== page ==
This weekend at the movies, we have some super friends (Justice League, starring Ben Affleck and Gal Gadot), a one-of-a-kind boy (Wonder, starring Jacob Tremblay, Julia Roberts, and Owen Wilson), and a talking donkey (The Star, featuring the voices of Steven Yeun and Gina Rodriguez). What are the critics saying?
Relatively rare is the modern blockbuster that hasn’t felt at least a few of the flames in development hell, but even by those standards, Justice League
has taken a very long road to theaters. Warner Bros. has struggled with how best to adapt this flagship DC property for years — fans may recall the 1997 TV series that never got off the ground, as well as the George Miller movie that nearly started filming before being derailed by the 2007-’08 writers’ strike and a fight over Australian tax credits. It wasn’t until Zack Snyder
took the helm of the DC Extended Universe
that things really started shaping up, and even with the multimillion-dollar momentum of that franchise behind it, this movie has had to power through all manner of behind-the-scenes turmoil.
All of which is to say that while it takes a ton of luck, hard work, and investors’ money to get any movie made, this one has always seemed a little more star-crossed than most, and it’s kind of amazing that it’s actually really here. And it would be lovely to report that all the extra time and effort paid off on the screen — that the first big team-up between Batman (Ben Affleck), Wonder Woman (Gal Gadot), Cyborg (Ray Fisher), and the Flash (Ezra Miller) is every bit as amazing as its superpowered central characters. Alas, the DCEU’s long streak of critical misfortune seems destined to continue here: although reviews describe an all-star outing that’s altogether more entertaining than many of the franchise’s other entries, it’s still fatally undermined by a number of glaring flaws, including a muddled plot, tonal mishmash, and a villain made out of distracting CGI. There’s still hope for these heroes on the big screen, but their first joint outing is decidedly less than the sum of its parts.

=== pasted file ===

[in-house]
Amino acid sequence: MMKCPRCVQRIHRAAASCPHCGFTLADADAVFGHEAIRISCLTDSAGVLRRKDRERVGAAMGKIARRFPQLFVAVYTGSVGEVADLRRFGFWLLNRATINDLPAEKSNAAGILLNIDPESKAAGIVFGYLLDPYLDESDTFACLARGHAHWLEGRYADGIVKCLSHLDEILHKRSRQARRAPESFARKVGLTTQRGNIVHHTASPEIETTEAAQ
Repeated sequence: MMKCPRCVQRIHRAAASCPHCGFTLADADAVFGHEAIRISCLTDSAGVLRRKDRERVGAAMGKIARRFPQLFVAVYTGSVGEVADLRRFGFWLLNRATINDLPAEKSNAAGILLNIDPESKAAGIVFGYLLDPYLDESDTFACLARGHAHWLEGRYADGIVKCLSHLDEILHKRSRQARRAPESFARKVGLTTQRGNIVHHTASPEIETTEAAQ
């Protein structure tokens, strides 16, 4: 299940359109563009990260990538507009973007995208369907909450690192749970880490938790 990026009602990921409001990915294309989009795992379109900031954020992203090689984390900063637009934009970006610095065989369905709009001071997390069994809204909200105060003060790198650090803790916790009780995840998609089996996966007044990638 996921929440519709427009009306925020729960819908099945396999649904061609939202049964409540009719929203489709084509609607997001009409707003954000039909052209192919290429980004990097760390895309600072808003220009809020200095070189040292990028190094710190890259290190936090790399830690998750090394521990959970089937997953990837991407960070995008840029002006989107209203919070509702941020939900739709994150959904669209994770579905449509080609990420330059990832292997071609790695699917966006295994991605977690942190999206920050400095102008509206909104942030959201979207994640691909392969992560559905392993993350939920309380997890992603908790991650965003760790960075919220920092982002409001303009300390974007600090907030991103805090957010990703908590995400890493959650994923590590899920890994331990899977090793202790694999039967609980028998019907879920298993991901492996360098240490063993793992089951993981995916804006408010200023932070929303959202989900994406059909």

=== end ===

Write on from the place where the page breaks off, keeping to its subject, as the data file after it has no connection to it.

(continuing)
If you have kids — or your literary tastes run to YA fiction — then you’re no doubt already familiar with Wonder
, the bestselling R.J. Palacio novel about a good-hearted boy finding his way in the public school system while struggling to make friends in spite of a genetic disorder that affects his appearance. Like a lot of the best entries in the genre, the story is a message delivery mechanism that still packs a wallop of an emotional punch, which is why it’s become enough of a widespread favorite to inspire a companion novel, a spinoff book, and now a family-friendly film starring Julia Roberts, Owen Wilson, and — as our young hero Auggie — breakout Room
actor Jacob Tremblay.
Needless to say, this is the type of movie that means to leave the audience with a good-sized lump in its collective throat, and critics say it’s to Wonder‘s credit that director Stephen Chbosky doesn’t shy away from the story’s mile-wide sentimental streak — and that he’s working with a cast gifted enough to anchor the material with honesty and bring its characters fully to life. It’s a slow softball over the middle of the plate for audiences in the mood to watch something with an uplifting message, in other words — but it’s also skillfully crafted enough to win over viewers who pride themselves on staying dry-eyed during a movie’s most heartwarming moments.